History of Plasma TV's?

I have a friend (non-audiophile) who made some interesting statements about plasma TV's:

1) The US military was using plasma displays back in the 1960's, and he personally saw them in use on naval vessels during his service in Vietnam (although these were mono-chromatic displays).

2) Playboy magazine carried advertisements for a plasma TV back in the late 1960's. This was a limited luxury production item for the "select few" that sold for about $40,000 ($80,000 in today's dollars?)

3) The first current generation plasma TV's that he saw (Best Buys) were only available in the TV aspect ratio, and not the widescreen theater aspect ratio. In addition, they were sold with no manufacturer's warrantee, and one had to buy a rather expensive service contract for warrantee service.

I am still using my Pioneer 51" rear projection TV (circa 1998) so I'm trying to remember in which year plasma TV's started to be marketed as a common stock item (i.e.: not the first one "on the block", as well as many manufacturers offering different models).
Items 1 and 2 are almost certainly incorrect according to the History from the University of Illinois where technology was invented (at least according to them). Didn't read the entire article so not sure if item 3 ias correct.
In the early 1990s, I created a mixed metallo-organic/cermet silver to be used as the conductors in the plasma screens for the television technology that was being developed in Japan. Interestingly, the different parts of the technology (tuners, screens, etc.) were doled out to the various companies to develop - it was a collaborative effort for the Japanese government/electronic industry. I discovered something by accident that made everything click, and was told by Fujitsu/Asahi (who were responsible for the screens) that it was truly a worldwide breakthrough.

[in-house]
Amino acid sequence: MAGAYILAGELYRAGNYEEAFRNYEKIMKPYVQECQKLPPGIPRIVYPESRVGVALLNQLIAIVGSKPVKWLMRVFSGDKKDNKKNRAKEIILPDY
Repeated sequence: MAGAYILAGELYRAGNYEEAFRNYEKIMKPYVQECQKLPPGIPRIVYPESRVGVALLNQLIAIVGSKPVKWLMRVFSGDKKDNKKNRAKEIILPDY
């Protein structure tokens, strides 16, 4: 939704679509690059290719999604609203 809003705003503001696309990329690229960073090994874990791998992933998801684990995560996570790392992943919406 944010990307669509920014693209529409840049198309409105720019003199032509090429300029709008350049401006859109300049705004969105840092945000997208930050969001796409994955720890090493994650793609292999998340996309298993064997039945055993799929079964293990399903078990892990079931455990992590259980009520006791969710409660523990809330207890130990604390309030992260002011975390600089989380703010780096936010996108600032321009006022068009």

It was fully expected that they would simply have my company do the R&D, formulation, testing, and scale up, only to have them steal it - which they did. It was their M.O. (for those who complain about China, it's nothing new). I worked on it for a good while, and I guess my company made enough money on it to go along with it all. Like many Americans at the time, my resentment for the Japanese was quite real, this episode only added to things.

From what we were told at the time, the technology was already viable, they were just assembling the materials, suppliers, and components. We were given literature and demonstrations, and it was quite impressive. For a guy who was brought up thinking the 25" television was a destination in life, to see 41" (actually became 42" in production) and 61" screens of such quality was something akin to one's first audiophile moment.

The feeling of being part of the movement was absolutely thrilling and I wouldn't trade the memories for anything.